When Selena Gomez works out (likely decked out in looks from her newest Puma collab), there's a good chance she's at Los Angeles–based Hot Pilates, which features 55-minute classes in—you guessed it!—steamin' 95 degree temps.
While the classes go through up to 20 body-blasting moves, the singer definitely has her faves—and they're all equipment-free, meaning you can try 'em on for size in your own home gym (which might well be a yoga mat in your living room). According to the studio's founder, Shannon Nadj, the side-kick series, all-fours straight-leg lifts, and single-leg pelvic lifts "get her strong and healthy"—oh, and burn the booty like crazy.
"We like to focus on every angle of the butt," Nadj told Self. And, she's not kidding: When doing the star's go-tos, you'll be working a lot more muscles than you typically would in other butt exercises (sorry, squats!) and will feel it the most in your gluteus maximus, as well as the gluteus medius.
Aside from working your way toward a seriously strong booty, Nadj also noted these moves are great for the entire body, working the inner and outer thighs, quads, core, back, and shoulders as well. So, are you ready to give them a try? Thanks to Rhode Island–based Pilates instructor Amy Cardin's step-by-step instructions, you can do just that.
Try these 3 Selena Gomez–approved moves to tone your glutes.
1. Side-kick series
What it works: your lateral flexors (internal/external obliques) and your abductors (especially your gluteus maximus!)
- Begin by laying on your right side.
- Place the point of your right elbow on the ground, with your head resting in your right palm.
- Align both legs straight together and place them at a slight angle in front of your hips.
- Place the left palm on the ground in front of your core and lift the right side of your ribs off the ground. (Keep in mind the setup for this exercise will make or break your success with it.)
- To execute the move, externally rotate both legs from your hips so your heels touch and your toes are apart.
- Kick your left leg straight up toward the ceiling, without dropping your ribs toward the mat, then bend your knee, bringing your left toes toward your right knee.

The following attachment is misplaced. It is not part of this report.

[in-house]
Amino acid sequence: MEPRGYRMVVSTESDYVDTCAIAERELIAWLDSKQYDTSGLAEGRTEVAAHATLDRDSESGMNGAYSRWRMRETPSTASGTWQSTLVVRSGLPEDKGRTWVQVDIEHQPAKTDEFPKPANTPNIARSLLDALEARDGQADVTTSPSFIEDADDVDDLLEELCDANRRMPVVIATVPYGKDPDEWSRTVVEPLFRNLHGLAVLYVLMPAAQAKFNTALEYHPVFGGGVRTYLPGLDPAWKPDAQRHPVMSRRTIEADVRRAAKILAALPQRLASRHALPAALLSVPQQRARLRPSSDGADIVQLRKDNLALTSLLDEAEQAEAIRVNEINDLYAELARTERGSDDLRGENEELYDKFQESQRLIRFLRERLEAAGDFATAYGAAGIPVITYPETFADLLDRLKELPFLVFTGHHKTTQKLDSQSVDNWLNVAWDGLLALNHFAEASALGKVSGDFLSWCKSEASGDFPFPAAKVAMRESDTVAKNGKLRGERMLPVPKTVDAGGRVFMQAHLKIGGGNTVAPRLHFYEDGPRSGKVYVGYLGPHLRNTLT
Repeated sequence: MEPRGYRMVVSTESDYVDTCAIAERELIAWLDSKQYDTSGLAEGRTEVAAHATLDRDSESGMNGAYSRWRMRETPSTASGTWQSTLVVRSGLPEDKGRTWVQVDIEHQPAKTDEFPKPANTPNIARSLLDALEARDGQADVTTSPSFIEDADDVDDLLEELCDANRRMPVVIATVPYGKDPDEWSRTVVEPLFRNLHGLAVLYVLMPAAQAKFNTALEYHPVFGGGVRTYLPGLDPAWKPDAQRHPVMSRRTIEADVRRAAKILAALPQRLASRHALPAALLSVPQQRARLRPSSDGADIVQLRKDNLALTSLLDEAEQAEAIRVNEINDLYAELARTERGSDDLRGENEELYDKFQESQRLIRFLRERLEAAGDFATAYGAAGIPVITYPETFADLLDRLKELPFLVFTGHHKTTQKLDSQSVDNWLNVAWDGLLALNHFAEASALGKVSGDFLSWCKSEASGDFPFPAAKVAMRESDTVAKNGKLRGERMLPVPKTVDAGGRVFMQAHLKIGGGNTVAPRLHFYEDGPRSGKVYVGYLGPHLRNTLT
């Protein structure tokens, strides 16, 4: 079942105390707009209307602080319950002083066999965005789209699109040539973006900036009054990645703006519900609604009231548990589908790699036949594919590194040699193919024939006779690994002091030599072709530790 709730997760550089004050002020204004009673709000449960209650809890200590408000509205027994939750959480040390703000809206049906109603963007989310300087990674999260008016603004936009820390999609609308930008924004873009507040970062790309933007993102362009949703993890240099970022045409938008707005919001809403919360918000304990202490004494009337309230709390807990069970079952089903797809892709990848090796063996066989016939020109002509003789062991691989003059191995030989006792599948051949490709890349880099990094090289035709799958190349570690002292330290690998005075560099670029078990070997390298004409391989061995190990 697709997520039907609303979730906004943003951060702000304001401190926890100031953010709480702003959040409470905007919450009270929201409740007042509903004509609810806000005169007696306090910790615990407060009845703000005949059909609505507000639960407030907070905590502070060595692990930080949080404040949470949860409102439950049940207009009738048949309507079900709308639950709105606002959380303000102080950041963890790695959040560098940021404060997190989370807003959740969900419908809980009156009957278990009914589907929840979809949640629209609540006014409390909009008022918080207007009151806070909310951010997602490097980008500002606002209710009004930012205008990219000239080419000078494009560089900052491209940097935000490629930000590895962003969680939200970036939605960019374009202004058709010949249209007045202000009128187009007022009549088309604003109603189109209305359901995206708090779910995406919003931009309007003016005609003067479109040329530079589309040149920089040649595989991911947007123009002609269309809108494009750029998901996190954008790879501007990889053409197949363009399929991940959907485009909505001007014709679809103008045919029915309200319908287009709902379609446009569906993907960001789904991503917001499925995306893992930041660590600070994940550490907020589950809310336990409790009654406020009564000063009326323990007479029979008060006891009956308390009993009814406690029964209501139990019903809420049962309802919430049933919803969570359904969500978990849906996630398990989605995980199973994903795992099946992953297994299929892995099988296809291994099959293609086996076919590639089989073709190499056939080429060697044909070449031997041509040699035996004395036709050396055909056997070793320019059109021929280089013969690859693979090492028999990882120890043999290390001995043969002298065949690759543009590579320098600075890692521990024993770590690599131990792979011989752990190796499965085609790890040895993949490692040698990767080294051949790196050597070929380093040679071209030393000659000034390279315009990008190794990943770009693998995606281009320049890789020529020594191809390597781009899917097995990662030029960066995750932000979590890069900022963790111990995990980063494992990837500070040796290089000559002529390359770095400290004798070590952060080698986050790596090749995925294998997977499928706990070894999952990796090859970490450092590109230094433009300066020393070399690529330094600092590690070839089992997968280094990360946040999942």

- Extend your left leg, still externally rotated, down toward your right leg.
- Repeat 10 to 15 times before turning onto your left side.
2. All-fours straight-leg lifts
What it works: your arms, core, gluteals, and hamstrings
- Begin on all fours with your hands under your shoulders and your knees directly under your hips.
- Pull your shoulder blades down your back and your abdominals up toward your spine. Keep your weight evenly distributed between your hands and knees.
- Extend your right leg behind you and lift your leg in line with your hip. Keep your core engaged so your lower back doesn’t arch.
- From your hip joint, externally rotate your right leg and keep your knee straight.
- Lift your leg above hip height and then lower to hip height, without bending your knee.
- Repeat 8 to 10 times before lowering your right leg. For an added bonus, pulse the leg up and down slightly for an extra burn. Repeat with the left leg.
3. Single-leg pelvic lifts
What it works: the posterior (back) chain of your body
- Begin by laying on your back with your knees bent, feet on the floor, and palms pressing onto your mat, by your hips.
- Extend your right leg up toward the ceiling and point your toes. Keep your hips and square as possible.
- In one motion, lift your hips off the mat, reaching your right toes up toward the ceiling.
- To lower down, slowly articulate through your spine, feeling each vertebrae connect to the mat.
- Once your hips touch the mat, lift your hips back up, reaching your toes toward the ceiling. Keep your right leg as straight as possible the whole time. The flexibility of your hamstrings will determine how straight you can comfortably keep your leg as you lower and lift your hips off the mat.
- Compete 8 to 10 reps on the right side before switching to the other leg.
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